In rural Texas, a pro-life billboard advertisement was taken down just 24 hours after it was put up because the landowner of the location where the billboard stood received death threats. The billboard had the simple message, "62 million and counting. IgnoreRoe.com" and was put up by a group of pro-life Christians called Abolish Abortion Texas (AATX).
The group also took to Twitter on Tuesday to share that the billboard "went up today in the Dallas/Fort Worth Area. Be sure to go to IgnoreRoe.com and sign the petition!" On Monday, the billboard was set up just outside Boyd, Texas to spread hte word to "ignore" the the Supreme Court's 1973 ruling on Roe v. Wade, which legalized the access to abortion nationwide, the Christian Headlines reported.
— Abolish Abortion TX (@AATXNow) August 10, 2021
However, the sign was removed just a day later after the landowner of the area where the billboard was located received "complaints" and "death threats" which "forced the advertising company to remove" the billboard. It is unclear how many complaints or how the death threats were issued to the landowner.
According to Jon Speed, the fund coordinator of the pro-life campaign, the incident was proof of "how intolerant Texas has become." Speed, who is also a pastor of missions and evangelism at the First Baptist Church of Briar in Azle, Texas, argued to Faithwire that the billboard did not contain "graphic images" and had "not even a strong statement." Instead, it only had one website address that spoke out about abolishing abortion in Texas.
"The fact that this happened in rural Texas is not only surprising in a self-professed pro-life state, it indicates how weak that commitment is," Speed alleged. The preacher also cast doubt upon Texas Gov. Greg Abbott and his commitment to the pro-life advocacy, especially after the governor signed a "trigger bill" that will set in motion a slew of abortion restrictions in the event the Supreme Court would overthrow Roe v. Wade. But Speed is not convinced that Gov. Abbott and other conservative lawmakers would stand by these legislations.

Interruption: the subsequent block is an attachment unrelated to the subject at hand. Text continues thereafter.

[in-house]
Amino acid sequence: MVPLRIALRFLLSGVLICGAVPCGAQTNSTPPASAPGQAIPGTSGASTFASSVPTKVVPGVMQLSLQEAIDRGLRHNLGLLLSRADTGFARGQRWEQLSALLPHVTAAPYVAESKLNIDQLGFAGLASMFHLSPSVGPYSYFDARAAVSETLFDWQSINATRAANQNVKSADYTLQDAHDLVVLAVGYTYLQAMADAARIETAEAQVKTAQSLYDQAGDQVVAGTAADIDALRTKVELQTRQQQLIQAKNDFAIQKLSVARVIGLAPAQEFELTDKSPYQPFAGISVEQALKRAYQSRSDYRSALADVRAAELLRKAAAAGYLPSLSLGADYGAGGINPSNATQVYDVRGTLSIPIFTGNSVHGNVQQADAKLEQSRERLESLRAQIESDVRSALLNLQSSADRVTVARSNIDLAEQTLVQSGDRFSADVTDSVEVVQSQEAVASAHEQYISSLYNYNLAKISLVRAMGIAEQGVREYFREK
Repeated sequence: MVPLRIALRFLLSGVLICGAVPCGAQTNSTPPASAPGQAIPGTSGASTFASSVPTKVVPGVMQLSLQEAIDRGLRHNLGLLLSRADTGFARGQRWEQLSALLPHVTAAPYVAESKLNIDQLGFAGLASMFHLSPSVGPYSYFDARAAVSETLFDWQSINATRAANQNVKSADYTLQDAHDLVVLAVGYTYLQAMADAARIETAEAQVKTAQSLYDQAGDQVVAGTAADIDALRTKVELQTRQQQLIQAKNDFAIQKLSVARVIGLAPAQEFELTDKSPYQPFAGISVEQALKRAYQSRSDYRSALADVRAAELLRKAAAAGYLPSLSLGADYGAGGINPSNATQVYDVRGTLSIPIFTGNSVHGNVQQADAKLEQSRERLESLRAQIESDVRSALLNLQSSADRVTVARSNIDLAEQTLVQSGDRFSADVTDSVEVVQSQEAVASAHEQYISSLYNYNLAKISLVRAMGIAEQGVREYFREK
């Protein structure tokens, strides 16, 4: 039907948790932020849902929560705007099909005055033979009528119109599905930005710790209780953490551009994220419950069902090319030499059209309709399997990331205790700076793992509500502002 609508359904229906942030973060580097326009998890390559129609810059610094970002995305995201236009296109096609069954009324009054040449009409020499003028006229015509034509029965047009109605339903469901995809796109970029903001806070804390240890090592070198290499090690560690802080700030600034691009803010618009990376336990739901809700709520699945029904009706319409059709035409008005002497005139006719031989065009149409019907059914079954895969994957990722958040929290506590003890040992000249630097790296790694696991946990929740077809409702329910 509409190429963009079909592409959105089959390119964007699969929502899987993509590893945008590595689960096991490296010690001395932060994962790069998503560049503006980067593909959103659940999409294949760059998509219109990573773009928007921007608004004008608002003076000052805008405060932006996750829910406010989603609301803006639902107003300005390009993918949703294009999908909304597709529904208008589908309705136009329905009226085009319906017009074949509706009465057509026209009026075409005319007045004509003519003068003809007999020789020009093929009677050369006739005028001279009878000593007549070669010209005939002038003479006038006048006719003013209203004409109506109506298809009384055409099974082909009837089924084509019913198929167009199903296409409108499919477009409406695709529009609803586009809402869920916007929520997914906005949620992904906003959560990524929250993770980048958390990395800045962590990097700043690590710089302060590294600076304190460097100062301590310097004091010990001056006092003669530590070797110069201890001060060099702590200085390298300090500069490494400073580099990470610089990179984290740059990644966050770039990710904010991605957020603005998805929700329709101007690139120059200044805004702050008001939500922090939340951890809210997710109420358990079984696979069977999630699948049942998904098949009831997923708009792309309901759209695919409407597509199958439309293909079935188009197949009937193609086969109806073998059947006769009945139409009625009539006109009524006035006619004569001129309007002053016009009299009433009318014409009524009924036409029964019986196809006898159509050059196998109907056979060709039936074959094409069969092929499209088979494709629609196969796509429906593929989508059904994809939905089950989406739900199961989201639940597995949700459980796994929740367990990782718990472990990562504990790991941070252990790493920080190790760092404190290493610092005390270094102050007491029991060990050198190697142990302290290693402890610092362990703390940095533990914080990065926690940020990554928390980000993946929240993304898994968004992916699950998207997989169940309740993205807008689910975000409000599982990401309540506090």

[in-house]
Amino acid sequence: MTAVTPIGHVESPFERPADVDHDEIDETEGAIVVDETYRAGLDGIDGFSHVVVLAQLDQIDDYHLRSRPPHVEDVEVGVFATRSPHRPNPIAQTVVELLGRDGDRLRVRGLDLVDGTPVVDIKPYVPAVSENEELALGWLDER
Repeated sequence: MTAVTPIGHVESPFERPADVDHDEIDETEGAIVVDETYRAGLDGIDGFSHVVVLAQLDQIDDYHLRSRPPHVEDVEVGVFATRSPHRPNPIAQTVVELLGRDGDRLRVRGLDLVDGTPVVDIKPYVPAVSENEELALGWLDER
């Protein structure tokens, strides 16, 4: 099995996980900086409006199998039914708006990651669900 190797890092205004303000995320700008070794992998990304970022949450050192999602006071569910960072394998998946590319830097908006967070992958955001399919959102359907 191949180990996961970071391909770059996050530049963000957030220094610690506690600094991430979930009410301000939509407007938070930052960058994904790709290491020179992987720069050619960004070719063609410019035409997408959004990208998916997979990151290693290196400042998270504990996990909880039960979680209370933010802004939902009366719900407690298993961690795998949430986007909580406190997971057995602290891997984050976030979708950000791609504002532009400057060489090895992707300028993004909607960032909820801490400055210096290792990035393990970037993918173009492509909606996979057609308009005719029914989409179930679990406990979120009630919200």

"The conservative nature of Texas is really an illusion when you can have people that call in and make those kinds of complaints and have a billboard taken down," Speed said in a YouTube video. "Don't be deceived by big splashes in the media about what Texas is going to say they're going to do, because if you can't even get this to stand in Texas, I don't believe it."
According to the Texas Tribune, the state's "fetal heartbeat" law will take effect on September 1 and is considered as "one of the most restrictive abortion bans in the nation." This measure will prohibit abortions if an ultrasound detects what lawmakers defined as a "fetal heartbeat," which can sometimes appear as early as six weeks of pregnancy, a time which most women are yet unaware that they are with child.
According to the data from the Centers for Disease Control and Prevention (CDC), most abortions don't happen this early. In fact, in Texas, the limit is currently set at 20 weeks into a pregnancy, a figure that will change beginning September 1.